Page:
Leaders of the Commonwealth of Independent States are due to open a two-day summit later today in Minsk. No major agreements covering the 12-nation grouping are expected. Our correspondent reports from the Belarusian capital that the most important talks will take place on the sidelines, within smaller regional sub-groups, as Russian President Vladimir Putin meets the three Caucasus presidents and leaders from Central Asia.
Minsk, 31 May 2001 (RFE/RL) - For those who had doubts about the effectiveness and importance of the CIS as an organization, the Belarusian authorities indirectly confirmed their skepticism in planning the Minsk summit.
The 12-nation group's prime ministers and foreign ministers meet today for largely ceremonial talks at the imposing CIS headquarters in downtown Minsk. But the real negotiations will take place outside the CIS forum, at the Belarusian president's official residence a few kilometers away.
There, Russian President Vladimir Putin will hold talks with Armenian President Robert Kocharian and Azerbaijan's Heidar Aliyev on the thorny issue of Nagorno-Karabakh. The three heads of state will be joined later in the evening by Georgian President Eduard Shevardnadze, when the discussion is expected to shift to the war in Chechnya.
Following those meetings, the presidents of the so-called Eurasian Community -- a grouping which includes Russia, Kazakhstan, Kyrgyzstan, Tajikistan, and Belarus -- will discuss economic cooperation.
True to their reputation for running a hermetic state, the Belarusian authorities have invited scores of journalists to attend press conferences with the CIS prime ministers and foreign ministers. But the presidential meetings -- where important decisions might actually be made -- will take place behind closed doors, where only handpicked state media representatives will be allowed.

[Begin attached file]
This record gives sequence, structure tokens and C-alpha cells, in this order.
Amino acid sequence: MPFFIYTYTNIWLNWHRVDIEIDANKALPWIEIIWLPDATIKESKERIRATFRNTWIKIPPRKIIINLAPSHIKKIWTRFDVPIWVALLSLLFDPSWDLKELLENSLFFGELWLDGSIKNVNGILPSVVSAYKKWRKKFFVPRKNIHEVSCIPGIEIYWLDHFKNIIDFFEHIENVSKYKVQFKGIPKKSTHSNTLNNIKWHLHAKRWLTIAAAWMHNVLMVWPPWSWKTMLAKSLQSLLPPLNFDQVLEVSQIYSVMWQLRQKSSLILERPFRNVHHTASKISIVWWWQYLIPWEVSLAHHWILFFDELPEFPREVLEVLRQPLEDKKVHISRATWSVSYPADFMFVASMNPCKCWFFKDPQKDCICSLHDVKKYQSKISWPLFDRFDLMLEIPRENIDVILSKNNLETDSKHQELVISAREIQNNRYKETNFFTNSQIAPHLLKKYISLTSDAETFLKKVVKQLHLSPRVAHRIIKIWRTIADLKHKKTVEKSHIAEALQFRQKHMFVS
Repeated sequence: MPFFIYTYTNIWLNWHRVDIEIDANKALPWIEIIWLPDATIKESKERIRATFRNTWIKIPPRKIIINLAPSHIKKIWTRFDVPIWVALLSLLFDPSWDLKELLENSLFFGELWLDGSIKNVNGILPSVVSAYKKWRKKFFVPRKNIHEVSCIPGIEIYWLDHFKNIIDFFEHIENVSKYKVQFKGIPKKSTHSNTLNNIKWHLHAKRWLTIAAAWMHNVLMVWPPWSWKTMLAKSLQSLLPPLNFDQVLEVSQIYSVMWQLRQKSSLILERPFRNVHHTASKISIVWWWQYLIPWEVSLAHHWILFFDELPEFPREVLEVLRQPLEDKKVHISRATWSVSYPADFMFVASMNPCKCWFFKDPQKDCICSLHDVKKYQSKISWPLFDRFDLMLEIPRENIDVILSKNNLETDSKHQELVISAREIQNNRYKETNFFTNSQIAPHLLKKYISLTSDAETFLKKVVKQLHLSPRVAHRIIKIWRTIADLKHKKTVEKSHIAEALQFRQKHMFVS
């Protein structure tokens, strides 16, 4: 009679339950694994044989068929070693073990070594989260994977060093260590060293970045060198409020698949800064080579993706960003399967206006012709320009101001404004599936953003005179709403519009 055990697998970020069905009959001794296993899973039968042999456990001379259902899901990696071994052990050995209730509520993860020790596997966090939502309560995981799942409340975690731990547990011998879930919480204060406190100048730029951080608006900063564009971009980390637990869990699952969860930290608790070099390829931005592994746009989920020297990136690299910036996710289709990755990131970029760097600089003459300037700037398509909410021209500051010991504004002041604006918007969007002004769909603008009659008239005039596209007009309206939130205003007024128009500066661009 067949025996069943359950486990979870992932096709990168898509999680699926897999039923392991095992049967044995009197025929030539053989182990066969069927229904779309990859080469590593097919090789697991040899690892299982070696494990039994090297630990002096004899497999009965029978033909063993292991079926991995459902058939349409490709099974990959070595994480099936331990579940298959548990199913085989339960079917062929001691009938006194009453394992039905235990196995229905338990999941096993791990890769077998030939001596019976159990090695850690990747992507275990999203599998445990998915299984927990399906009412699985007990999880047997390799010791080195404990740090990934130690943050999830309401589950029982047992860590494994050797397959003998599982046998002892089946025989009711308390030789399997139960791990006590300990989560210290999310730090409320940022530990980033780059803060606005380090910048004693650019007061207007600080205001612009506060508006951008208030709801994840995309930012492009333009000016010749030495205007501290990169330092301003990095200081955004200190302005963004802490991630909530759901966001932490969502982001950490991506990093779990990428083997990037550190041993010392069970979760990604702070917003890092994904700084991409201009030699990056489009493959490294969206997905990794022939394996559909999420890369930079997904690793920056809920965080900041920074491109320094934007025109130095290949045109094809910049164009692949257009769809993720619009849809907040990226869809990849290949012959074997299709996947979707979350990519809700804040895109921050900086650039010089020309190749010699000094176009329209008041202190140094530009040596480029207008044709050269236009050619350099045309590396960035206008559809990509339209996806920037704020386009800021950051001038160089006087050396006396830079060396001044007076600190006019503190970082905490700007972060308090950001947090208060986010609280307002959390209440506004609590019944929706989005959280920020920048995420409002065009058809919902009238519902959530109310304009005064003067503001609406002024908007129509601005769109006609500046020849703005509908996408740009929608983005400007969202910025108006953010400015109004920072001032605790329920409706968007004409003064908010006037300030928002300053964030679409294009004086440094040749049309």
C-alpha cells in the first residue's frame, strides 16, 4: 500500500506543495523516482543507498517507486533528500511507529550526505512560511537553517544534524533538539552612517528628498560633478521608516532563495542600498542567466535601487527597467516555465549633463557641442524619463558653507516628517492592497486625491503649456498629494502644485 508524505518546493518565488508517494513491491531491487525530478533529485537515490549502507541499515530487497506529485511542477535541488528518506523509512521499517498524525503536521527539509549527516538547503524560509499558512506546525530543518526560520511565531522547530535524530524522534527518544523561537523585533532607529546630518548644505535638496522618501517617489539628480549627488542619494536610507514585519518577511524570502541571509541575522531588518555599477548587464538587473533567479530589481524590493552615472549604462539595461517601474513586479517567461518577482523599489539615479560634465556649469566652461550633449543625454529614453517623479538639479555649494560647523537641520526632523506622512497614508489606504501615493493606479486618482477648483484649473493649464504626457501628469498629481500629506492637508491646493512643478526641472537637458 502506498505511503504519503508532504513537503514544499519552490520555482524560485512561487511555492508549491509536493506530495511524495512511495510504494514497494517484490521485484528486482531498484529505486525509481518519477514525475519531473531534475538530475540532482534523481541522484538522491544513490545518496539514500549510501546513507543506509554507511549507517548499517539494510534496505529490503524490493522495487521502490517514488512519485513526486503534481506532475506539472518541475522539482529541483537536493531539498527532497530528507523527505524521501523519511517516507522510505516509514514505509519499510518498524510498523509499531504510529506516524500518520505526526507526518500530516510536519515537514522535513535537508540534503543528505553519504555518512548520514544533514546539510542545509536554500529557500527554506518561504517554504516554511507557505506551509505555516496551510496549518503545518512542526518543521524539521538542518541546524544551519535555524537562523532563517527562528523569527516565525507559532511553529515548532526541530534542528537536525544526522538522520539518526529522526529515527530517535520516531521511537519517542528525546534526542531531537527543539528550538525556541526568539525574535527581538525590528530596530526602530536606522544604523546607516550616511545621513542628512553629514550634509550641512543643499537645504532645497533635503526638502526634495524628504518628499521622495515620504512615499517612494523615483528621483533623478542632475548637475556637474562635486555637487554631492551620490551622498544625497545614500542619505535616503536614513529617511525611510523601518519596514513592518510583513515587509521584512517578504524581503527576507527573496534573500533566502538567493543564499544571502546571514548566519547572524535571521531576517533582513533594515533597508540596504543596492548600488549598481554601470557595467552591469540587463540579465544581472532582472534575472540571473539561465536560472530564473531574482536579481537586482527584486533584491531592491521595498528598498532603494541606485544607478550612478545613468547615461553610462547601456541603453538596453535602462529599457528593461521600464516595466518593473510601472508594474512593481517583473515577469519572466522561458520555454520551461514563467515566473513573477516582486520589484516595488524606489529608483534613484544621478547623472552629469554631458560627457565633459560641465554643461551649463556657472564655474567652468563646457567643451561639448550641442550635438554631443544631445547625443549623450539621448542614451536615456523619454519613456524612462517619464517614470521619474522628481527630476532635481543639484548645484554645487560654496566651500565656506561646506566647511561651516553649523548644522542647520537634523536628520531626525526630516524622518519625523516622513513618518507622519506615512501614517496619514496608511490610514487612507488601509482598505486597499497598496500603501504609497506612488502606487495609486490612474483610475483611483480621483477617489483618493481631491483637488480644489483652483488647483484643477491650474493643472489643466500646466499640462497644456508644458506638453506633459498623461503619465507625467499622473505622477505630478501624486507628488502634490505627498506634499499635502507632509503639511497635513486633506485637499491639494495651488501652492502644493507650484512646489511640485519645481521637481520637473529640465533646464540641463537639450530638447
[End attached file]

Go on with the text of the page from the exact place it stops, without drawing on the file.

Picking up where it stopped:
Speaking to our correspondent last week, Germany-based regional expert Rainer Lindner said the CIS has existed as an empty shell practically since its inception in 1991. While the superstructure remains, the vacuum is being gradually filled by smaller sub-groups of countries that share genuine common security or economic interests.
"I think we will face the creation of bilateral or trilateral organizations based on economic terms, based on political deals. But the CIS as a structure for the 10 or 11 member states, at the moment, will not be an instrument which is very active in national politics, and also in domestic policies in these countries."
On the streets of Minsk, few people seem to care about the summit. The only sign of upcoming diplomatic activity is increased police patrols and crews sent out to spruce up the greenery on the approach road from the airport. Several times a day, traffic is halted to make way for the speeding motorcade of President Alyaksandr Lukashenka. But that is a daily occurrence in Minsk -- summit or no summit.
Political activist Pavel Sevyarynets, one of the leaders of the Youth Front opposition organization, told RFE/RL he will use the meeting as a backdrop for another one of his group's trademark humorous demonstrations. The summit's opening coincides with the world's annual anti-tobacco day.
"Before the opening of the CIS summit, the Youth Front will conduct a leaflet-distribution campaign. We will put up posters and several dozen people will stage a 'happening.' Our theme will be the upcoming presidential elections and we will go out onto the streets of downtown Minsk to show that on the global anti-smoking day we are fighting a greater evil: the dictatorial regime in Belarus -- the regime of Lukashenka. And we will give him a light."
With the police presence in Minsk increasing by the hour in the run-up to the summit, it is likely to be a short-lived demonstration.